MrMagic MDL Guru

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    I can still hit F12 to load boot options after POST with UEFI and select a USB drive to boot from

    Nothing from legacy is missing from UEFI that I have found
     
  12. MrMagic

    MrMagic MDL Guru

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    For USB? Doesn't really bother me, just as quick to select FAT32 as it is to select NTFS when formatting, and I use UEFI GPT anyway so always has to be FAT32
     
  13. GOD666

    GOD666 MDL Expert

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    Dell Computers. You either love them or hate them. :p

    We tried everything from F1 through F12, nothing. The only option was to either boot the CMOS, boot legacy, or run their system diagnostics. Even called Dell to confirm. Once in legacy, the USB boot just fine. :p

    Outside his computer, I do not see any real advantage over UEFI other than a mouse pointer.
     
  14. MrMagic

    MrMagic MDL Guru

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    Sure it wasn't using secure boot?

    Maybe moving to legacy disabled secure boot and allowed you to see the USB boot drive

    My first experience with secure boot drove me mad, I knew I was making the flash drive correctly, done a million times, but the laptop refused to see it or boot from it, took a good while to work out I needed to create the flash drive as FAT32 / GPT / UEFI, after that it saw the drive and booted from it fine

    Oh, and I hate Dell computers :D They are designed to F**k with techs
     
  15. GOD666

    GOD666 MDL Expert

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    #15 GOD666, Jun 23, 2017
    Last edited: Jun 23, 2017
    (OP)
    It could have been the secure boot, but I don't use FAT32 and likely will never do so. My smallest USB drive is 64 GB and Fast 32 has a limit of 32 GB and I'm not going to partition USB drives (or use 3rd party software) just to get it to work with UEFI. :rolleyes:
    I do not particularly like DELL either. I prefer to build my own or if I were to buy one, I'd go with HP.

    Anyways, this thread is really getting off topic now. The point of this thread was that once you disable the automatic IRQ assignment (either from Bios or UEFI), things seem to become faster. :)
     
  16. Enthousiast

    Enthousiast MDL Tester

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    But for normal use Legacy BIOS works just fine.

    On current laptops/desktops there is not much choice, they will be UEFI only, but many (if not all) single sold Mobo's will have both options available.

    My system boots up in 6 seconds, UEFI or Legacy BIOS, just because of using an SSD as systemdrive.
     
  17. MrMagic

    MrMagic MDL Guru

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    SSD as main here too, and it did boot up in a similar time, but I went RAID0 with 2 x SSD and it seems the RAID controller has slowed things down considerably for some reason, even once it has handed over to the OS it just spins and spins, haven't taken the time to investigate yet though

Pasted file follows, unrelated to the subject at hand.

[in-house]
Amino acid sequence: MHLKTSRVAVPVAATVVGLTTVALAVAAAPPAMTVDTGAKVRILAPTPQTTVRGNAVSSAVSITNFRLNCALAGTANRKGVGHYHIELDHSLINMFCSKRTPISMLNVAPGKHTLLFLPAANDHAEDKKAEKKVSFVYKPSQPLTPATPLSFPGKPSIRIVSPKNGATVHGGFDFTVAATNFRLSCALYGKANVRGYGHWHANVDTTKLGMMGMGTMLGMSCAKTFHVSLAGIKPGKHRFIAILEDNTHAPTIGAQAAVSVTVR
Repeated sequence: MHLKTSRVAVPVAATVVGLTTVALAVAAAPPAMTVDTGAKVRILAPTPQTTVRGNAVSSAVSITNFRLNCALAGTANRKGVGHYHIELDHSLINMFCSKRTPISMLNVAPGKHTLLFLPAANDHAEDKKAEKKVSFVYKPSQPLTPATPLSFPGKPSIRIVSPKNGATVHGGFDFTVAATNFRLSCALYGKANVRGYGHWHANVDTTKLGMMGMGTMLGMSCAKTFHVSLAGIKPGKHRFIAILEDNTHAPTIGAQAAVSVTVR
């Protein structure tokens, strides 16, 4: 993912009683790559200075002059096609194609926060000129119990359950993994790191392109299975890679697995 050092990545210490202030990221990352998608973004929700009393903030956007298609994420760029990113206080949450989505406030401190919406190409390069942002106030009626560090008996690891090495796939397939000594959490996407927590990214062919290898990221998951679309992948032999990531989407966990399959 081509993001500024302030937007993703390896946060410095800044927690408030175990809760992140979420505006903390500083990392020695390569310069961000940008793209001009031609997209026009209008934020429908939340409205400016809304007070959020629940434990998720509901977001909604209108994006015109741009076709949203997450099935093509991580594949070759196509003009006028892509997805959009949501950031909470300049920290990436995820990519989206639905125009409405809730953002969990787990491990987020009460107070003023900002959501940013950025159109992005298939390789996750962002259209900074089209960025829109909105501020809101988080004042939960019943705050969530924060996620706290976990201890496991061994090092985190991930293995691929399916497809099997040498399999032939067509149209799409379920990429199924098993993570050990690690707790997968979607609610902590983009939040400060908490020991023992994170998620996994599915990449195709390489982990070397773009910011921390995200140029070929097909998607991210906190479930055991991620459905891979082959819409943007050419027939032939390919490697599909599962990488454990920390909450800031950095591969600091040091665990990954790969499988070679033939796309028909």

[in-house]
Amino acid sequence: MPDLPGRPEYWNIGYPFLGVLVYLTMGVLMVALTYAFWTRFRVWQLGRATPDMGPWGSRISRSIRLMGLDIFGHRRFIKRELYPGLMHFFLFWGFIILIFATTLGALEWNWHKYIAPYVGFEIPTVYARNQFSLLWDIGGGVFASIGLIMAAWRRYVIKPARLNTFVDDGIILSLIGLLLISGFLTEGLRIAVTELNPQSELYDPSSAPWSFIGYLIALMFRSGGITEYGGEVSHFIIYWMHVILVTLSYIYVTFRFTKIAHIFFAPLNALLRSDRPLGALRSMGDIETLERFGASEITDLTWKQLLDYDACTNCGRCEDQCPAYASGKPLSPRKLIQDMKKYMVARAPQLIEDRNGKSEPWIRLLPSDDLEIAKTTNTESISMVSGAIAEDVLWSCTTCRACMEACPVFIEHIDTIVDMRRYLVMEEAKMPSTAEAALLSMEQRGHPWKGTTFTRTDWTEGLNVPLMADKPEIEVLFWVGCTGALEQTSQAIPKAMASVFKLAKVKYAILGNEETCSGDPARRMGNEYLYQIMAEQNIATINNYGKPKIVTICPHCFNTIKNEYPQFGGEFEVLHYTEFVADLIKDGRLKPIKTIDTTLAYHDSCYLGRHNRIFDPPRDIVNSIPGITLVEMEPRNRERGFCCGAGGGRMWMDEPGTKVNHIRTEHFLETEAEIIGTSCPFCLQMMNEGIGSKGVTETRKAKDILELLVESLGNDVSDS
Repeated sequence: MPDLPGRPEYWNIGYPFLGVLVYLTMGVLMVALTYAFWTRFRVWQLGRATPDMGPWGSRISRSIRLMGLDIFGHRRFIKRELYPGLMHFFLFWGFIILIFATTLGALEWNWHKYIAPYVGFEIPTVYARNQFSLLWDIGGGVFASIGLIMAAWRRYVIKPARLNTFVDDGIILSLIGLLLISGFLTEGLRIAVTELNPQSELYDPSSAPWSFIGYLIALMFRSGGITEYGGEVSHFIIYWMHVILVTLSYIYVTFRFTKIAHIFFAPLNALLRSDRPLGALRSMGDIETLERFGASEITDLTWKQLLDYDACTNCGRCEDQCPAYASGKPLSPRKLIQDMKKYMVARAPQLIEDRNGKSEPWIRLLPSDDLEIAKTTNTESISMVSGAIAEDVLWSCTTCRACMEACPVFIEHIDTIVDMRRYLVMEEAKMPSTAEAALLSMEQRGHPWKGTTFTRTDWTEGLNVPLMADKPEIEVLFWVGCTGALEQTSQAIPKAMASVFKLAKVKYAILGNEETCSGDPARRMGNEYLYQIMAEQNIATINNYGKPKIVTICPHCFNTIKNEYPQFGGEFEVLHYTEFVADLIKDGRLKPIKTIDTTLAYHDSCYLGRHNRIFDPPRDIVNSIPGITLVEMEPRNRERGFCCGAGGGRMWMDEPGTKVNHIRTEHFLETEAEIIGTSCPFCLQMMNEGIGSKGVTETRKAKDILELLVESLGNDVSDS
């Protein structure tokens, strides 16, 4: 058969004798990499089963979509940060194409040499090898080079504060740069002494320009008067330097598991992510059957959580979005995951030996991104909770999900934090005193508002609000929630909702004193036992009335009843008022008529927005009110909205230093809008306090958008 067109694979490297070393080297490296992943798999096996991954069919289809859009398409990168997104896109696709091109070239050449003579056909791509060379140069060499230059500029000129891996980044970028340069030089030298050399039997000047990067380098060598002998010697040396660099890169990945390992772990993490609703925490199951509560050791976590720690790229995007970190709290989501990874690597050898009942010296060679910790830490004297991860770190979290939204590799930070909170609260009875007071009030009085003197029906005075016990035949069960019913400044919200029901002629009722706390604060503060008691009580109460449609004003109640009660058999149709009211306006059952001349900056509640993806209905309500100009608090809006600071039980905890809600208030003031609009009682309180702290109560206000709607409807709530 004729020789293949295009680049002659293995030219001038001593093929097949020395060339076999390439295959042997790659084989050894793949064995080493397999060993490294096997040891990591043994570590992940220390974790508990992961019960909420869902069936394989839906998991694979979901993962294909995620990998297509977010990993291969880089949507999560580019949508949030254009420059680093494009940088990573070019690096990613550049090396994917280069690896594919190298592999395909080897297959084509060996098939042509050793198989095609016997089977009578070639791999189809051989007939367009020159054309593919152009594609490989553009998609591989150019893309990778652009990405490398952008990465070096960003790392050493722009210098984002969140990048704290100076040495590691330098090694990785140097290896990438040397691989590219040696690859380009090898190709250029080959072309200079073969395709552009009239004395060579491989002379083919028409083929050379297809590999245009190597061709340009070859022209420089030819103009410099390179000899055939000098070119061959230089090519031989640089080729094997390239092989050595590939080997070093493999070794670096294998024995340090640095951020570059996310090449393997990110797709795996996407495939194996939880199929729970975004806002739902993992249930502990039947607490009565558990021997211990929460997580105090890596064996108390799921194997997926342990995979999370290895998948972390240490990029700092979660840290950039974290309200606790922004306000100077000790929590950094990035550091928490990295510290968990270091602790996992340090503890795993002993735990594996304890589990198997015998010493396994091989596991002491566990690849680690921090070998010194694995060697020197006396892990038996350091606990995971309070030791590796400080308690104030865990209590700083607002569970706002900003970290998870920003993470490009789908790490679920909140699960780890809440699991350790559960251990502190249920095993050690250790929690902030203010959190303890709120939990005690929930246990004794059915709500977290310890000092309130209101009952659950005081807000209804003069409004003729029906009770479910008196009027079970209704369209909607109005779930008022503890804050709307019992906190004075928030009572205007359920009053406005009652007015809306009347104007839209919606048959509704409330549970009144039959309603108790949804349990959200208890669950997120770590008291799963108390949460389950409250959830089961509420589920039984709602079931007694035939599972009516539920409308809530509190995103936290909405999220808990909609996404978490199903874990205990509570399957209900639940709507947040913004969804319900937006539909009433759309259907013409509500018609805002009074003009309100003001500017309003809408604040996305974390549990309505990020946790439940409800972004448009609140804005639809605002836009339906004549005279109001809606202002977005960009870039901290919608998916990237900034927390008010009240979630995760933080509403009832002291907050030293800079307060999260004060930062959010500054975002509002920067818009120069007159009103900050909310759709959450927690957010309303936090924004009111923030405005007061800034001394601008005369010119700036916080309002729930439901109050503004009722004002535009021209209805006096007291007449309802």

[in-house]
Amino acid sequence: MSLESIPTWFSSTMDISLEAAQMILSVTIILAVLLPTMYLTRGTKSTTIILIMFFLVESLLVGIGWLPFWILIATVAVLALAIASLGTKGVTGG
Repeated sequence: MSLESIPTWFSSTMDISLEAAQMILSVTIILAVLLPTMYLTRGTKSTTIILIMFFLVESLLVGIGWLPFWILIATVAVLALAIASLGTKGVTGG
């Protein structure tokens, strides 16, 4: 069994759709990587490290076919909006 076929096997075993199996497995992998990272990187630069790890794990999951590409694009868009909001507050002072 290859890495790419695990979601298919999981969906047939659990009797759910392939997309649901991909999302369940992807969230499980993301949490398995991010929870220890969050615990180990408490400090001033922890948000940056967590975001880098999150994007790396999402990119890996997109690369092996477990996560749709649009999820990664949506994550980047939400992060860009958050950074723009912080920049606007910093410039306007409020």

18. GOD666

    GOD666 MDL Expert

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    I think this really comes down to preference.

    I notice no difference in boot time. -- Although on 1 of my PC's legacy is faster by 1/2 a second. Although most would never notice.

    I do not use sleep or hibernate functions. A standard legacy bios is just as stable and uses just as much power.

    This whole thread is how disabling that function made all my computers faster, so .... :p

    This option is there even with a normal BIOS. ;)

    Newer expanded bios have this too (not just UEFI)


    I actually do not like this. If I get a bad driver, I can uninstall it or replace it (or recover in safe mode). If worse comes to worse, format and start over. If you get a bad driver via UEFI... You've got problems!
     
  19. MrMagic

    MrMagic MDL Guru

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    #20 MrMagic, Jun 23, 2017
    Last edited: Jun 23, 2017
    Haven't played around with IRQs since the 90s, but I wouldn't expect disabling automatic assignment of IRQs would be a great idea, it might not cause any issues after Windows is already installed and configured, but on clean installs, I would have thought the OS would need auto IRQ assignments, correct me if I'm wrong, like I say I haven't messed with them since the days computers would cause themselves IRQ conflicts and you'd have to manually assign them

    Maybe the OS is smart enough now, no idea

    EDIT - your last comment, if you get a bad driver with UEFI you've got problems? Where did you hear that?

    People get bad drivers with UEFI all the time, no different to legacy, you fix it the same way

    In fact I see a few problems with some of your replies

    There is no secure boot with legacy, secure boot requires UEFI

    Modern PCs ship with a feature called “Secure Boot” enabled. This is a platform feature in UEFI, which replaces the traditional PC BIOS